Greatest Shot Ever--A Thread--Post Your's

My best shot on a deer was the second deer I ever killed. He was running straight away at about 50 yards. Shooting off hand, I put a rifled slug from my old Mongomery Ward 12 gauge right into the base of his skull. Probably more luck than skill but it was right where I put the bead.

Now days I just watch them run.
 
Best shot deer hunting was archery hunt on the ranch family used to have in SW Colo with my soon to be wife tagging along watching. Up flies a grouse and drilled it with a broadhead midair. A tasty dinner and I was a conquering hero for an afternoon.

Never made a great shot on a deer that I recall….lol
 
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I have had two crazy good (lucky) shots.

First was in Alaska, my friend and I were fishing with a local friend. The local had his .454 Casull and I had a S&W .44. The whole trip he kept joking about filling the front sight off so it didn’t hurt as bad when a bear shoved it up my butt. Well we ran into a grouse and grouse season was open. We were way back in the bush and some grilled grouse in our ramen sounded good. The local pulls his 454 and aims for the head at about 25 yards. His first shot was maybe 2 inches left of the birds head. His next shot was maybe 1 inch right of its head. I was giving him a ton of crap and he was getting mad. He said his shots were close enough to kill a bear. He said my shot had to be perfect. I drew and shot in less than a second from the hip. Really just messing around. The grouses head simply disappeared. The local guy simply walked over to clean the bird. and never said anything about me packing the 44 again. My friend quietly whispered that he had no idea I was that good of a shot. I whispered back that I wasn’t. Total luck.

The next was this past dove season. It was hot and almost no birds were moving. A huge mosquito got me a flew out in front of my son and I just hovering there big and full of my blood. My son and I are the only ones in the field and he was laughing at me. I decided to shoot the mosquito with the shotgun. The MFer was hovering about 12 feet up and 12 feet out. I told my son to watch the mosquito. When I shot it disappeared. Now the funny part. 30 yards out two doves flew into the shot pattern and dropped. We never saw them and I definitely didn’t hit them. They simply committed suicide and flew into my shot. My son couldn’t believe it.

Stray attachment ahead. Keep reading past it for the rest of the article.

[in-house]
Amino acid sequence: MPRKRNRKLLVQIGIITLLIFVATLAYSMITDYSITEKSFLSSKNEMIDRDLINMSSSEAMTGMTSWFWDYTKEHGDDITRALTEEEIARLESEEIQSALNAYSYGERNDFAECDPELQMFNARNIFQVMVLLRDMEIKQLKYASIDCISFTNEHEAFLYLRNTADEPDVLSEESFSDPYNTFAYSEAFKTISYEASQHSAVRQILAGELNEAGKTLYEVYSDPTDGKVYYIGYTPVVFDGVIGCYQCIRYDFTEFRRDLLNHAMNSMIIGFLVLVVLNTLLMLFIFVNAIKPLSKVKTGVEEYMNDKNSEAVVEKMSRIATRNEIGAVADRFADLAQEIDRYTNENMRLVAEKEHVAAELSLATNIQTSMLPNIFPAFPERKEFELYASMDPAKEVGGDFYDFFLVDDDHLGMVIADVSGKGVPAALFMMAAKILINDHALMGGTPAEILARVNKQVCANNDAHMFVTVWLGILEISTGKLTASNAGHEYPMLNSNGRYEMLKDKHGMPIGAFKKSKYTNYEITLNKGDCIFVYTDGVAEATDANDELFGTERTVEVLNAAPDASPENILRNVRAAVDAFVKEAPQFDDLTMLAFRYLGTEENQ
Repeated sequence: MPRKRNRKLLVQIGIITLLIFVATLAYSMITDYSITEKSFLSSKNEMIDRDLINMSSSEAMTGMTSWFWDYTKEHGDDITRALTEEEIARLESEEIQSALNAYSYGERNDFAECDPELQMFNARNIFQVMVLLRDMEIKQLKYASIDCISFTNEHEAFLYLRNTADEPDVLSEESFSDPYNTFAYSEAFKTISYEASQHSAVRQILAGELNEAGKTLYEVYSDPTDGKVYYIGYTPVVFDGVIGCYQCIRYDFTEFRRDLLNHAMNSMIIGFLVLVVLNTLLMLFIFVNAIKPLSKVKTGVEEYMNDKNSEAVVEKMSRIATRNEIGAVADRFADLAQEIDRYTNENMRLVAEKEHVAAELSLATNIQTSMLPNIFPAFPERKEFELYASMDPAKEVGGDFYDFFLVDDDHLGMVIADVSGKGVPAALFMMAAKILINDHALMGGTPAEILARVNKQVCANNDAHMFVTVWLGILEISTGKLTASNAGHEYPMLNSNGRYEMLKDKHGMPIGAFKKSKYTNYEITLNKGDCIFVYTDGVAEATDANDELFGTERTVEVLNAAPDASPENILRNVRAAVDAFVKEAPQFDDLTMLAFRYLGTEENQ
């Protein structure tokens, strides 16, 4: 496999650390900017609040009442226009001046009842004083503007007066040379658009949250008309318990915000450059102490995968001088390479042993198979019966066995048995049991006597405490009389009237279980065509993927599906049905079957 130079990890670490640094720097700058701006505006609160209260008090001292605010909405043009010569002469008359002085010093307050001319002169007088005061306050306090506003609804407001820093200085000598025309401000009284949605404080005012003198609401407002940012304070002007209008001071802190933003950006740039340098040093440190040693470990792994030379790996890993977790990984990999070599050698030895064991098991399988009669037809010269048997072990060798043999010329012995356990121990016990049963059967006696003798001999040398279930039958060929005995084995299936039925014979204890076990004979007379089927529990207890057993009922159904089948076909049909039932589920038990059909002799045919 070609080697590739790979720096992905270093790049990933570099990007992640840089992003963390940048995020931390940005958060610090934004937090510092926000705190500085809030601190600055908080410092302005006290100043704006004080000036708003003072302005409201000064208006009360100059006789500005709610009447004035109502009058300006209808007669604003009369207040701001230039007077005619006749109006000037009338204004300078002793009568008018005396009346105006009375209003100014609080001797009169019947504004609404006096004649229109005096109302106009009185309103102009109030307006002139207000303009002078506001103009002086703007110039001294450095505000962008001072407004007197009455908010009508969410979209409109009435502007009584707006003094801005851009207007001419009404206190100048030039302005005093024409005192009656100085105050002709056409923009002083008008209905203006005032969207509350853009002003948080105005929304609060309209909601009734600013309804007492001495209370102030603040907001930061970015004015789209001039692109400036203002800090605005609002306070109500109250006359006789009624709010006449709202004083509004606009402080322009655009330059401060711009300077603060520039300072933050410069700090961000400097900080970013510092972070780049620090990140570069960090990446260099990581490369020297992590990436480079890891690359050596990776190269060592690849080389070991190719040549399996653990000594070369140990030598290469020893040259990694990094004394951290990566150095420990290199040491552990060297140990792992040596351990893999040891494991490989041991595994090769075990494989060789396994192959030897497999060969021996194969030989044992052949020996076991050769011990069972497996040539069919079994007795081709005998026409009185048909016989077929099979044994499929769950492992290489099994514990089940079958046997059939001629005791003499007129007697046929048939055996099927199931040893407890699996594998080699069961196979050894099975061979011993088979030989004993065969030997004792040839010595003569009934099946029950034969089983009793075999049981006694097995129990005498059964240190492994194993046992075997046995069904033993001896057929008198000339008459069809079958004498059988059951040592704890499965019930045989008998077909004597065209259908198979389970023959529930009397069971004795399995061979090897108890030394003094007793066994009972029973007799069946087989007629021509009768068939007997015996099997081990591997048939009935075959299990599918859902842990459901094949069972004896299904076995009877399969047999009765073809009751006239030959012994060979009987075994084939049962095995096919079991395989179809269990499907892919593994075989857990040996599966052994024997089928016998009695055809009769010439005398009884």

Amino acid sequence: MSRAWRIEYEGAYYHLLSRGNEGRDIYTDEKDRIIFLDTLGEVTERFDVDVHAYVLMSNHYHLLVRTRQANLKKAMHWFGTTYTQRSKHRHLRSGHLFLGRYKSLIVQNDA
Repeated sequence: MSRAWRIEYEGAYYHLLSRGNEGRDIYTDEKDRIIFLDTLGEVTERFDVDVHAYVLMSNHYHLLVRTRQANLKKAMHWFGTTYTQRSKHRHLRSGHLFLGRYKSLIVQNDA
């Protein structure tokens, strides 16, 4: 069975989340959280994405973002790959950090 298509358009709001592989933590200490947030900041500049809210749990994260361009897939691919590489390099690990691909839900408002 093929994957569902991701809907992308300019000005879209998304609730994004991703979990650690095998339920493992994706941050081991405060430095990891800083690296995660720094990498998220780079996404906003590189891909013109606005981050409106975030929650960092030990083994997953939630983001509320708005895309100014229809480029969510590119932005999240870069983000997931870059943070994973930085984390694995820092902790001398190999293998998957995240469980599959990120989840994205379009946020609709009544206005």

No offense meant to anyone but should we be calling these our “best” shots? Luckiest shot? Or shot I probably shouldn’t have taken but turned out great?

Edit: maybe I’m being too uptight but the amount of wounding that I’m aware of since the beginning of Montana rifle has been intense this year.
I was thinking the same and I'll just call those shots luck and they were dumb enough that I don't really talk about em.
 
At work responding to an injured deer complaint. Arrived to see the deer with a broken leg. Couple dozen onlookers along a busy highway. Deer started running right to left at 250 yards. Folded her with .243 100 gr. partition . At work responding to an injured moose on I-89. Arrived to find a bull with a broken leg running back and forth across north bound and south bound lanes. Finally got a chance at a safe shot as he was running flat out across the median with a ledge behind him. Again. Dozens of onlookers and a high school kid doing a ride- along with me. Folded the bull cleanly with the .243 with 100 gr. Partitions.
 
At work responding to an injured deer complaint. Arrived to see the deer with a broken leg. Couple dozen onlookers along a busy highway. Deer started running right to left at 250 yards. Folded her with .243 100 gr. partition . At work responding to an injured moose on I-89. Arrived to find a bull with a broken leg running back and forth across north bound and south bound lanes. Finally got a chance at a safe shot as he was running flat out across the median with a ledge behind him. Again. Dozens of onlookers and a high school kid doing a ride- along with me. Folded the bull cleanly with the .243 with 100 gr. Partitions.
Couple dozen onlookers and right off the highway?!? I think I’ve been in that unit….
 
A couple of years ago I decided to take my wife to fill a deer tag. Had 2 little kids at the time and that day we had a baby sitter so we were going to take advantage of it and blast the first decent deer we saw to fill her tag because we were about out of sausages. Sure enough we found a 3pt mule deer.